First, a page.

Posted by GOH Shu Qi, Year 3 undergrad at the School of Accountancy, Singapore Management University
John LiuThe China Post/Asia News NetworkWednesday, Sep 24, 2014
TAIPEI, Taiwan – Prosecutors yesterday summoned Zheng Jing-tai (鄭景太), the president of Tokyo Fashion Co. (東京著衣) and conducted searches of his residence on suspicion of fraud and hollowing out the company’s assets.Prosecutors also summoned Zhou Pin-jun (周品均), Tokyo Fashion’s founder and CEO, to testify in court yesterday.
Completing one transaction every five seconds, Tokyo Fashion is Taiwan’s most successful online clothing store for women. Running an effective business model, the company received investment from Japanese companies and a Singapore sovereign wealth fund.
However, Tokyo Fashion’s image suffered last year as the company founders Zheng and Zhou’s family feud went public before their corporate divorce last October.
Zheng was found to be stealing the company’s assets starting in November last year, reportedly because he wanted to grab a bigger share of company assets after the divorce. Zhou claimed that it wasn’t until yesterday that she was notified of Zheng’s fraud.
The Bureau of Investigation yesterday dispatched over 40 officers to conduct searches in Tokyo Fashion’s headquarters, Zheng’s residence, an accounting firm and other locations.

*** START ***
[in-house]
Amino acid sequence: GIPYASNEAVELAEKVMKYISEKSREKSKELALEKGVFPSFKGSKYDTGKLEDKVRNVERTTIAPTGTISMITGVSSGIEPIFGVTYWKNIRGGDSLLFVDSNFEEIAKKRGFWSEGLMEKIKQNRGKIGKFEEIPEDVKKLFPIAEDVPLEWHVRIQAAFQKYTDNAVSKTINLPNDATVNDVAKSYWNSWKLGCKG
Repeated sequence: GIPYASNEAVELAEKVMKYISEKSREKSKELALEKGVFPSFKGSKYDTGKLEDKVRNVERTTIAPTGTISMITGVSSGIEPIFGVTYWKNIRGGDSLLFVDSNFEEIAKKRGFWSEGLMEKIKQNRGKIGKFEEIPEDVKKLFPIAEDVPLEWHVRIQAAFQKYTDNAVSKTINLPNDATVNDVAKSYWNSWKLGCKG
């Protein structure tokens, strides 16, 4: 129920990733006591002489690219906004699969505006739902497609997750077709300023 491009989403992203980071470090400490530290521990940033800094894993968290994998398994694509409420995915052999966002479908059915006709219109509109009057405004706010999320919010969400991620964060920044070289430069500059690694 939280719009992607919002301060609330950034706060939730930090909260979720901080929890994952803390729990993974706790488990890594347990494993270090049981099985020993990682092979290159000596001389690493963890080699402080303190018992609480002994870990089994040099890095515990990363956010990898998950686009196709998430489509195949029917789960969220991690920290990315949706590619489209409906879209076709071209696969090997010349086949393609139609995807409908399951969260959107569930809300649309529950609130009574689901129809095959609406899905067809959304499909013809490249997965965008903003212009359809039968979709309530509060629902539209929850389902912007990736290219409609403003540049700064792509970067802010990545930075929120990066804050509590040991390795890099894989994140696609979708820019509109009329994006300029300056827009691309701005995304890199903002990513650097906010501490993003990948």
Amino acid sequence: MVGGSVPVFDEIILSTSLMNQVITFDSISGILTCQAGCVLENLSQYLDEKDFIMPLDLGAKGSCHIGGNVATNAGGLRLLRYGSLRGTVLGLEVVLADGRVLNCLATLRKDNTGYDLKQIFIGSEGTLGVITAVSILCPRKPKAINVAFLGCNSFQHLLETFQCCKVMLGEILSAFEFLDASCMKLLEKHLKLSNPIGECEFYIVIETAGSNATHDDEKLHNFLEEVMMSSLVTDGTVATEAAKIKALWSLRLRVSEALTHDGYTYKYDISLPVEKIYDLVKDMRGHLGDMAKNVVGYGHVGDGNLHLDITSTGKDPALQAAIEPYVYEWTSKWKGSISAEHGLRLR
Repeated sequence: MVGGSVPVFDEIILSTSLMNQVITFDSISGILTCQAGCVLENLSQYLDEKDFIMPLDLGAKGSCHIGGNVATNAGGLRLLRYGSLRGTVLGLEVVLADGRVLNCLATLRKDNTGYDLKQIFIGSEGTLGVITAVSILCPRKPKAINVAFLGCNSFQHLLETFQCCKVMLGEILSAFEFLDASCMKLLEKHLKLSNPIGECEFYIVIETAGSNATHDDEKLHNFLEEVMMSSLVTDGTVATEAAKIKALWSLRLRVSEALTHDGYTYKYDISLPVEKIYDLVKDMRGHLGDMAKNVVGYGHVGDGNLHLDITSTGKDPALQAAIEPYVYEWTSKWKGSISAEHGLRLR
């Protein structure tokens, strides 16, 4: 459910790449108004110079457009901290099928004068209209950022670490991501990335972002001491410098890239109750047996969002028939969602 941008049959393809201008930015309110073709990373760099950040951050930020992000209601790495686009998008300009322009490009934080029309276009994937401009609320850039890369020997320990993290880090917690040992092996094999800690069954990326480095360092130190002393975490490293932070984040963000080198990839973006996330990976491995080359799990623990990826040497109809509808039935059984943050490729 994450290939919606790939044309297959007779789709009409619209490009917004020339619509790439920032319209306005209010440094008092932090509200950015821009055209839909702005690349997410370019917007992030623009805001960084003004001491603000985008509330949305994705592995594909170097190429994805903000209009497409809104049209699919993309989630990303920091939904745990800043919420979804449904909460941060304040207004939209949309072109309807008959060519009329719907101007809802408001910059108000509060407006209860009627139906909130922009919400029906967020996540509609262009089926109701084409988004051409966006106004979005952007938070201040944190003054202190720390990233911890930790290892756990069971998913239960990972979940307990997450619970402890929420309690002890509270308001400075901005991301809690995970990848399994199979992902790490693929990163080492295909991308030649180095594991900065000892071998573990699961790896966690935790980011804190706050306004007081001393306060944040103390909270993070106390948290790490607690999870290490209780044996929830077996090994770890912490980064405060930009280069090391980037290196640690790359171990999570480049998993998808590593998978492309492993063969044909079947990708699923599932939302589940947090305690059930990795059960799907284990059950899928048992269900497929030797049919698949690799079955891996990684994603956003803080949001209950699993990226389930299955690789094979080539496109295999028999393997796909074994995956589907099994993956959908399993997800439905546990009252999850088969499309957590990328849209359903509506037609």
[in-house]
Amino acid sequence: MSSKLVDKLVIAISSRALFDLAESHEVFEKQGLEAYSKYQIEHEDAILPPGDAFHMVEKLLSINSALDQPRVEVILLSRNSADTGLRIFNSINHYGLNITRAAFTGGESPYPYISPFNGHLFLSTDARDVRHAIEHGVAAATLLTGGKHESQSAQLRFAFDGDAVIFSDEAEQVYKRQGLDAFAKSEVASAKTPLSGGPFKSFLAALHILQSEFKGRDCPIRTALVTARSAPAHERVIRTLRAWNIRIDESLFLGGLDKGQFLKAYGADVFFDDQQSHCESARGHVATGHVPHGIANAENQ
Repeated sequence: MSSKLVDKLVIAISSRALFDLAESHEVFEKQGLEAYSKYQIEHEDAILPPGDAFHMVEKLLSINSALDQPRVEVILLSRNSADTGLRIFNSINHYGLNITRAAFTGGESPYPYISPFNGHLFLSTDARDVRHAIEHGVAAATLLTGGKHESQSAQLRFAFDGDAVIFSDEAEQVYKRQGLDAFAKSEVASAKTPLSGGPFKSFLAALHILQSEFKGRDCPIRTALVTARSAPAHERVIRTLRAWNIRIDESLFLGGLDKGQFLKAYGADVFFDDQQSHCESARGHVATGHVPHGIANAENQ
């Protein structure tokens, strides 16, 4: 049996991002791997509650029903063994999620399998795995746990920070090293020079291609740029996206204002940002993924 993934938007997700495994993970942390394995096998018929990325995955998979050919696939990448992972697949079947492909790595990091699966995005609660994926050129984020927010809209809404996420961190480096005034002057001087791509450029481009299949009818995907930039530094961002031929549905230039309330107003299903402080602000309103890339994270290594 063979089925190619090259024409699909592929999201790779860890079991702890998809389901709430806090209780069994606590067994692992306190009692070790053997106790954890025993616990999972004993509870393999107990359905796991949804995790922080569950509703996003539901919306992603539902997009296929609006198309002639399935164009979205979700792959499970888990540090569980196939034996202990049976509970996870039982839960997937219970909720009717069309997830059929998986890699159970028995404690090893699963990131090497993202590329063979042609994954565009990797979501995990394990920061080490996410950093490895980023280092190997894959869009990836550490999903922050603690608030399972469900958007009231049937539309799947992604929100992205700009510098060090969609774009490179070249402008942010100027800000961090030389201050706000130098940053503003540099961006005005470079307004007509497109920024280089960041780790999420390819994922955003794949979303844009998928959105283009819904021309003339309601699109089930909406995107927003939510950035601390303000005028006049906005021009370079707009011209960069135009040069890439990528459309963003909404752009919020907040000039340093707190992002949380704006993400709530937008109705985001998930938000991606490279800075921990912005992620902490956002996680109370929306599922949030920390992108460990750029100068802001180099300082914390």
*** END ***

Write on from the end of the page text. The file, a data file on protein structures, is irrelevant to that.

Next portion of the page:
Zheng allegedly conspired with a man surnamed Li to hollow out Tokyo Fashion’s assets. According to prosecutors, Li set up a dozen companies that then conducted fake transactions with Tokyo Fashion. Those with their names listed as in charge of those companies were also summoned for inquires yesterday, and so was Tokyo Fashion’s Chief Operations Officer Guo Yi-lin (郭奕麟).
Fake Invoices to Remit Money
According to prosecutors, starting in November last year, seven companies set by Li issued more than 100 invoices to Tokyo Fashion without conducting any trades in actuality. The total invoiced amounts reached north of NT$100 million ($4 million).
Zheng then instructed company employees to remit money to the companies set up by Li, under the pretense of making purchases. Zheng later used the seals and bank books of Li’s companies to withdraw the deposit in cash. Out of the remitted NT$100 million, Li was compensated NT$20 million while Zheng kept the rest, according to investigators.
Prosecutors have frozen tens of millions of dollars in Zheng’s bank account suspected to be obtained through illegal embezzlement. In addition, prosecutors are tracing the whereabouts of more embezzled money.
The Bureau of Investigation stressed that the government wants to instill business ethics and integrity in local enterprises, large or small. If found guilty, chief executive officers, general managers and high-ranking officers may all be prosecuted. In the case of Tokyo Fashion, prosecutors are investigating for possible violations of the Business Entity Accounting Act.